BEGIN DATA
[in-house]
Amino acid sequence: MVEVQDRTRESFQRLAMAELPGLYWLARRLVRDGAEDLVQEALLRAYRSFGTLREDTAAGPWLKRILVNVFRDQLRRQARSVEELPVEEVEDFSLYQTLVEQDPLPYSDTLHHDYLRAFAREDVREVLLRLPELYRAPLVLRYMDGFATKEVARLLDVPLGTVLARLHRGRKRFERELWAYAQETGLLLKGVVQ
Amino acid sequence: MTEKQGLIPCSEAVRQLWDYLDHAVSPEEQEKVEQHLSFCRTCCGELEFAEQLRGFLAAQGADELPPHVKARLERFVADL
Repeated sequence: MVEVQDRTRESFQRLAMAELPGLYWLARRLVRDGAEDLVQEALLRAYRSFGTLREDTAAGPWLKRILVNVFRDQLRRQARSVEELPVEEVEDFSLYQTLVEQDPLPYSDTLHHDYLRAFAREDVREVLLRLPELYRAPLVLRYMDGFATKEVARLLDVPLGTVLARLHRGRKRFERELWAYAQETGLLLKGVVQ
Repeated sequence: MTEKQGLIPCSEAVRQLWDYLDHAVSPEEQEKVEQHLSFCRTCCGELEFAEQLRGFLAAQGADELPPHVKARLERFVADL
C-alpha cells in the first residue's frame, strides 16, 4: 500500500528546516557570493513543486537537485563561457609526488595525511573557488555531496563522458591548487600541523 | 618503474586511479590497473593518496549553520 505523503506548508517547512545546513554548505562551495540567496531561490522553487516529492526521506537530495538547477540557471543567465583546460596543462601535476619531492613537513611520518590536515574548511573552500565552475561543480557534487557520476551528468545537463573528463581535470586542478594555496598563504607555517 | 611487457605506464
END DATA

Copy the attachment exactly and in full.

[in-house]
Amino acid sequence: MVEVQDRTRESFQRLAMAELPGLYWLARRLVRDGAEDLVQEALLRAYRSFGTLREDTAAGPWLKRILVNVFRDQLRRQARSVEELPVEEVEDFSLYQTLVEQDPLPYSDTLHHDYLRAFAREDVREVLLRLPELYRAPLVLRYMDGFATKEVARLLDVPLGTVLARLHRGRKRFERELWAYAQETGLLLKGVVQ
Amino acid sequence: MTEKQGLIPCSEAVRQLWDYLDHAVSPEEQEKVEQHLSFCRTCCGELEFAEQLRGFLAAQGADELPPHVKARLERFVADL
Repeated sequence: MVEVQDRTRESFQRLAMAELPGLYWLARRLVRDGAEDLVQEALLRAYRSFGTLREDTAAGPWLKRILVNVFRDQLRRQARSVEELPVEEVEDFSLYQTLVEQDPLPYSDTLHHDYLRAFAREDVREVLLRLPELYRAPLVLRYMDGFATKEVARLLDVPLGTVLARLHRGRKRFERELWAYAQETGLLLKGVVQ
Repeated sequence: MTEKQGLIPCSEAVRQLWDYLDHAVSPEEQEKVEQHLSFCRTCCGELEFAEQLRGFLAAQGADELPPHVKARLERFVADL
C-alpha cells in the first residue's frame, strides 16, 4: 500500500528546516557570493513543486537537485563561457609526488595525511573557488555531496563522458591548487600541523 | 618503474586511479590497473593518496549553520 505523503506548508517547512545546513554548505562551495540567496531561490522553487516529492526521506537530495538547477540557471543567465583546460596543462601535476619531492613537513611520518590536515574548511573552500565552475561543480557534487557520476551528468545537463573528463581535470586542478594555496598563504607555517 | 611487457605506464